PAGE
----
The safety and performance of women’s soccer players is suffering as their equipment is still primarily designed for the men’s game, a study has shown.
England women’s football captain Leah Williamson has written a paper published in the journal Sports Engineering highlighting the lack of progress in developing technology specifically for elite women’s football.
Report author Dr Katrine Okholm Kryger noted that women’s feet differ in shape and volume from men’s, and said ill-fitting boots could pinch the foot in unwanted places, creating a risk of injury.
“We know women are two to five times more at risk of developing an anterior cruciate ligament (ACL) injury”, which affects the knee, a senior lecturer in sports rehabilitation at St Mary’s University in London told Sky News.
Other risks include deformed feet, skin conditions such as blisters, and even stress fractures.
Many major manufacturers are developing women’s specific boots that should be suitable for 2023 FIFA Women’s World Cupbut Dr Okholm Kryger said the lack of available football boots was a widespread problem.
She said she wanted to open up discussions and “good-faith nudges towards the need for manufacturers and research organizations to pay more attention to this area”.
A recent review found only 32 published scientific articles on women’s football technology.
Another problem is kit. The report described how women’s soccer shorts were “very short and considered revealing and sexualized by some players”.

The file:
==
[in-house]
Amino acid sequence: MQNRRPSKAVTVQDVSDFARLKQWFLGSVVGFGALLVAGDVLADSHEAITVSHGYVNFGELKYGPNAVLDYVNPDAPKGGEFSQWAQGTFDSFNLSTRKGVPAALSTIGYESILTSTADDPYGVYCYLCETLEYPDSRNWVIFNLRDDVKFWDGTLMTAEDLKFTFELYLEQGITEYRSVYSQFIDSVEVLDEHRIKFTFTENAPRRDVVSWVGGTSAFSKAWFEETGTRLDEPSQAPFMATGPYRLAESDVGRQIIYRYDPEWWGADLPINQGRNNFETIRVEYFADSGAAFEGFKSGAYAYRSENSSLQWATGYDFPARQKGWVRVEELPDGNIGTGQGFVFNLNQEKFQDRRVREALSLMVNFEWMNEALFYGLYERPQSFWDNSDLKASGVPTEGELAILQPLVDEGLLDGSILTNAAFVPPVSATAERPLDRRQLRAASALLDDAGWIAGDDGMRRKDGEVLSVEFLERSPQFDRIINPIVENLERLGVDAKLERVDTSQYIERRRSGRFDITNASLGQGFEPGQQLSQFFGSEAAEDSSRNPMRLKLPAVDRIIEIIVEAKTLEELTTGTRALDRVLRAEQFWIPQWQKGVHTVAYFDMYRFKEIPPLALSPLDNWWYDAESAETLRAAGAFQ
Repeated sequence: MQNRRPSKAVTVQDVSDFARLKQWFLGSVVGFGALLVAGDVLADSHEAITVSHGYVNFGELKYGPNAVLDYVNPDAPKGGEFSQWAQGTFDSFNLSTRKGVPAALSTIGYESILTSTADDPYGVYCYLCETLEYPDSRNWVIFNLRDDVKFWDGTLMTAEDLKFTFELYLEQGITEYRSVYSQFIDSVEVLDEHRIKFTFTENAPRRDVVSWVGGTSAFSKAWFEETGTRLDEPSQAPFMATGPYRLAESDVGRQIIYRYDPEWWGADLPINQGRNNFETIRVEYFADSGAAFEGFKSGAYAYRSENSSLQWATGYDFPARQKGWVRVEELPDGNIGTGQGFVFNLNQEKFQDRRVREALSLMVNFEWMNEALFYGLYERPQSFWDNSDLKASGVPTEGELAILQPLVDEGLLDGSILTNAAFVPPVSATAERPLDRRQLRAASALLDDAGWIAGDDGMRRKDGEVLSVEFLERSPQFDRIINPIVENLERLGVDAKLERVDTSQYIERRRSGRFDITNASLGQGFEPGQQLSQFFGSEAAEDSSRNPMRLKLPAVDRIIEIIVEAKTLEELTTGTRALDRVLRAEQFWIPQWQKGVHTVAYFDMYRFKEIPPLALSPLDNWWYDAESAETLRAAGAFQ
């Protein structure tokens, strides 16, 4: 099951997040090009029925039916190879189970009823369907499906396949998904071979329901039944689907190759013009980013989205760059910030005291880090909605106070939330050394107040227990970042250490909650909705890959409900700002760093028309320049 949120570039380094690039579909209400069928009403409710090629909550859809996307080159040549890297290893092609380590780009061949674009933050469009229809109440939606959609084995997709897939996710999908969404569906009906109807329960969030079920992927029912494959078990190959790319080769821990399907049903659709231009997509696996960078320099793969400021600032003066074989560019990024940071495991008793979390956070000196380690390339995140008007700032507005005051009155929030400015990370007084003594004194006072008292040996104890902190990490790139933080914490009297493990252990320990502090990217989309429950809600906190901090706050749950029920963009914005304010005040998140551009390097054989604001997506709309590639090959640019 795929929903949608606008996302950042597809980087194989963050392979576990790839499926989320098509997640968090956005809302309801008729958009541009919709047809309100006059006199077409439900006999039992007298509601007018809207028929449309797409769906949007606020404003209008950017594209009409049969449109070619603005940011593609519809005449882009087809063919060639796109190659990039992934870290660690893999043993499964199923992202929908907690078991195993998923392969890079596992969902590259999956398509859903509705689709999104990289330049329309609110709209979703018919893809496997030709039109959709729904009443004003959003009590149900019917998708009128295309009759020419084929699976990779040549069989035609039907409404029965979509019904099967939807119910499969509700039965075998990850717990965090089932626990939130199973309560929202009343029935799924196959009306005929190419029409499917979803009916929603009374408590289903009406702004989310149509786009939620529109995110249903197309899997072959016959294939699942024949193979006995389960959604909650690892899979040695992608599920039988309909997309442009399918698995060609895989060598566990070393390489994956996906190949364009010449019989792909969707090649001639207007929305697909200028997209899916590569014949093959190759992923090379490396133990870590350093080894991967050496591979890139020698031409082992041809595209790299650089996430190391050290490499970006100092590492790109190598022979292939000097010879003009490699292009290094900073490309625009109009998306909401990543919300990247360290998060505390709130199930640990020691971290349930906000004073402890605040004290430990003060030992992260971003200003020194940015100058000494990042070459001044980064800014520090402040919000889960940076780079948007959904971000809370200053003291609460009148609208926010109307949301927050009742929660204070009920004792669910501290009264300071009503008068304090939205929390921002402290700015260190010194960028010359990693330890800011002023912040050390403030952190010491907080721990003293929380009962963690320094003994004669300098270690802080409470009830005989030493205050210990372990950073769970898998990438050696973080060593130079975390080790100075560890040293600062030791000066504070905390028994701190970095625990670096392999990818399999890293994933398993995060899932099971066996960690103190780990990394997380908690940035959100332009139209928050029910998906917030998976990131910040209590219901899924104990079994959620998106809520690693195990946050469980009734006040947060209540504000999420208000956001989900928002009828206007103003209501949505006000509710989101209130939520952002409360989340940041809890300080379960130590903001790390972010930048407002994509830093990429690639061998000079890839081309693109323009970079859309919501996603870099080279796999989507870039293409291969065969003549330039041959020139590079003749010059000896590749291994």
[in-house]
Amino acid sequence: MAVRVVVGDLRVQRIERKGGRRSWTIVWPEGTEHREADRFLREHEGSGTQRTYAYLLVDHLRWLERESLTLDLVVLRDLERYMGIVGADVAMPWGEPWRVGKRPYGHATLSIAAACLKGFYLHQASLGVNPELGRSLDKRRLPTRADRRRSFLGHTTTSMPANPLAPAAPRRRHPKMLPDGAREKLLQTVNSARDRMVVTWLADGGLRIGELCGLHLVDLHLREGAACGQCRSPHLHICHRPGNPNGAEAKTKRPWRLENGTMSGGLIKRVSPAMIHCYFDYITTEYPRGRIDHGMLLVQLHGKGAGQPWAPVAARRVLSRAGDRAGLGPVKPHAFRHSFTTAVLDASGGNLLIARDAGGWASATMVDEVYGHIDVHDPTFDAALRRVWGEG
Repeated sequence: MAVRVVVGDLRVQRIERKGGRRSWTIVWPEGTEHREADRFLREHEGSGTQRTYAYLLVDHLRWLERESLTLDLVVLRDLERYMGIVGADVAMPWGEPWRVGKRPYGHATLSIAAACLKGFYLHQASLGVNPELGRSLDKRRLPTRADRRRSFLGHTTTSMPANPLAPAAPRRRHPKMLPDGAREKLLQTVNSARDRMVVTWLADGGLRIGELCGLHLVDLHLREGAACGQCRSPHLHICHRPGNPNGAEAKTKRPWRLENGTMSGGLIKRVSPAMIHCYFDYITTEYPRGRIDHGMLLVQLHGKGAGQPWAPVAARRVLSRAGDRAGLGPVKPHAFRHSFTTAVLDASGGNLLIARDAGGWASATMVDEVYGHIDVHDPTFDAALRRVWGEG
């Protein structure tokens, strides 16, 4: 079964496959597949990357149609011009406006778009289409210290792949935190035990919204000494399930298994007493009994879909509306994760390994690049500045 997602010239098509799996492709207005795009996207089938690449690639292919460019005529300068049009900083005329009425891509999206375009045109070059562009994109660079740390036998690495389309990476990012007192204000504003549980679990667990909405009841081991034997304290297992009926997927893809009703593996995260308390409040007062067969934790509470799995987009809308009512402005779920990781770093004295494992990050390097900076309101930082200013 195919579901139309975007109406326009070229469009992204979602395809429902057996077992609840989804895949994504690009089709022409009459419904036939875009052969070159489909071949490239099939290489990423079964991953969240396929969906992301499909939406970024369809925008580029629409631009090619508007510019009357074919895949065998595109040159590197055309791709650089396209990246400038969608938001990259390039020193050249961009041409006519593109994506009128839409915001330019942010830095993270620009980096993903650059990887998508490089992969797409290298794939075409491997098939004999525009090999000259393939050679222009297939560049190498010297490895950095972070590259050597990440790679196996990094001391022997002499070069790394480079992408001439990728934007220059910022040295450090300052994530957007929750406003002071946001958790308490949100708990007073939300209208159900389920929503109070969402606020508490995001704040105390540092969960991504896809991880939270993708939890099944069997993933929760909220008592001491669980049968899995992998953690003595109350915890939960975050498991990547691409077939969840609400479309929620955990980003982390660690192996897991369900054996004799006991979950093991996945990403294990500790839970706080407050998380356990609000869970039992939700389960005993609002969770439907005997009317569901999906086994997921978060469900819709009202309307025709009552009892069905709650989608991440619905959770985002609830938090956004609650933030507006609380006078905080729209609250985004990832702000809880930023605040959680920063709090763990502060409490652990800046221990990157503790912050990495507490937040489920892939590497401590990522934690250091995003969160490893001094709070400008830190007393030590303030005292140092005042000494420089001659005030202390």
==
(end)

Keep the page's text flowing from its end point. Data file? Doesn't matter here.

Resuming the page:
Some players fear visible sweat marks and signs of menstruation, a concern that has also been tennis player.
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The study raises the issue of sports bras, which were primarily developed for runners rather than football players who change directions quickly. 44% of elite female athletes reported breast pain.
Many athletes are required by gear sponsors to wear branded sports bras, which may not fit properly, and it is common for players to wear two bras.
Then there’s football itself. Some concerns have been raised about the size and quality of the ball due to the “increased incidence and severity of concussions” in women’s football compared to men’s football.
The paper raises other questions about soccer technology and engineering, including: the design of soccer fields, tracking devices, and menstrual cycle tracking gadgets.
Dr Okholm Kryger said “we need evidence to guide manufacturers” so that they can “make products designed with female athletes in mind”.
Marie-Christine Boucher, head of women’s football at the Professional Footballers’ Association, said: “From a performance standpoint, we should expect players to have tailored kit to get them at their best.
“A lot of research and investment in this area is always driven by commercial opportunities.
“I hope the growth of the women’s game, and the growing market for girls and young women participating in the game, will act as a catalyst,” she added.